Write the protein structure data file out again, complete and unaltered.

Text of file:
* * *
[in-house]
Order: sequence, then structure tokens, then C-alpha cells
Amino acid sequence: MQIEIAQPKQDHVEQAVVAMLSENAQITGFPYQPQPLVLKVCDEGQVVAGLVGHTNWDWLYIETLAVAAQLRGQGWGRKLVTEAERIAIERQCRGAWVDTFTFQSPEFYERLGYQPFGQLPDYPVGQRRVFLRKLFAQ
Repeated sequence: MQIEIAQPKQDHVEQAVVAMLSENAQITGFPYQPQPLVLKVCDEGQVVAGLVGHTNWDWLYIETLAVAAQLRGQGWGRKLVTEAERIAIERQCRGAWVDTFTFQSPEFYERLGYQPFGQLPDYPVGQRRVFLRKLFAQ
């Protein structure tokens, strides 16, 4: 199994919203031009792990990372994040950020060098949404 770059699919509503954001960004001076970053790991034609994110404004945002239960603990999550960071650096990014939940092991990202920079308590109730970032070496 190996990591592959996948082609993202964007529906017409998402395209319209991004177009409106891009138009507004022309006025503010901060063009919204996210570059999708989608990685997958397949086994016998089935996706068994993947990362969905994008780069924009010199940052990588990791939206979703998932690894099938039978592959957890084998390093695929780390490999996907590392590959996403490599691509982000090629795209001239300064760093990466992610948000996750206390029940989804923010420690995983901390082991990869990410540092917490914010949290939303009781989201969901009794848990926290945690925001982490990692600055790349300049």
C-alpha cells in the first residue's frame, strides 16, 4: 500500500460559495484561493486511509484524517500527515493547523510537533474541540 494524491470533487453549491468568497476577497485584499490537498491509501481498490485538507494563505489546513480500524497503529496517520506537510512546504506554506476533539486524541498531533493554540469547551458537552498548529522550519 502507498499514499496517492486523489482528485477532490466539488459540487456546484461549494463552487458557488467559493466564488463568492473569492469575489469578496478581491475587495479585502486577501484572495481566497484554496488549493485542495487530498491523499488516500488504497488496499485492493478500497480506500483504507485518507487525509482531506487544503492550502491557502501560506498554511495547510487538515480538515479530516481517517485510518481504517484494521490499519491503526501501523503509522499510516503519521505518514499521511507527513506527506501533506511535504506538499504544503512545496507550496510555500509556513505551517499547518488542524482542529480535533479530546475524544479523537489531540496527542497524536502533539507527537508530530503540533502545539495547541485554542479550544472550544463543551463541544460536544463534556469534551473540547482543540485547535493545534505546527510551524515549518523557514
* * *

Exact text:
[in-house]
Order: sequence, then structure tokens, then C-alpha cells
Amino acid sequence: MQIEIAQPKQDHVEQAVVAMLSENAQITGFPYQPQPLVLKVCDEGQVVAGLVGHTNWDWLYIETLAVAAQLRGQGWGRKLVTEAERIAIERQCRGAWVDTFTFQSPEFYERLGYQPFGQLPDYPVGQRRVFLRKLFAQ
Repeated sequence: MQIEIAQPKQDHVEQAVVAMLSENAQITGFPYQPQPLVLKVCDEGQVVAGLVGHTNWDWLYIETLAVAAQLRGQGWGRKLVTEAERIAIERQCRGAWVDTFTFQSPEFYERLGYQPFGQLPDYPVGQRRVFLRKLFAQ
């Protein structure tokens, strides 16, 4: 199994919203031009792990990372994040950020060098949404 770059699919509503954001960004001076970053790991034609994110404004945002239960603990999550960071650096990014939940092991990202920079308590109730970032070496 190996990591592959996948082609993202964007529906017409998402395209319209991004177009409106891009138009507004022309006025503010901060063009919204996210570059999708989608990685997958397949086994016998089935996706068994993947990362969905994008780069924009010199940052990588990791939206979703998932690894099938039978592959957890084998390093695929780390490999996907590392590959996403490599691509982000090629795209001239300064760093990466992610948000996750206390029940989804923010420690995983901390082991990869990410540092917490914010949290939303009781989201969901009794848990926290945690925001982490990692600055790349300049």
C-alpha cells in the first residue's frame, strides 16, 4: 500500500460559495484561493486511509484524517500527515493547523510537533474541540 494524491470533487453549491468568497476577497485584499490537498491509501481498490485538507494563505489546513480500524497503529496517520506537510512546504506554506476533539486524541498531533493554540469547551458537552498548529522550519 502507498499514499496517492486523489482528485477532490466539488459540487456546484461549494463552487458557488467559493466564488463568492473569492469575489469578496478581491475587495479585502486577501484572495481566497484554496488549493485542495487530498491523499488516500488504497488496499485492493478500497480506500483504507485518507487525509482531506487544503492550502491557502501560506498554511495547510487538515480538515479530516481517517485510518481504517484494521490499519491503526501501523503509522499510516503519521505518514499521511507527513506527506501533506511535504506538499504544503512545496507550496510555500509556513505551517499547518488542524482542529480535533479530546475524544479523537489531540496527542497524536502533539507527537508530530503540533502545539495547541485554542479550544472550544463543551463541544460536544463534556469534551473540547482543540485547535493545534505546527510551524515549518523557514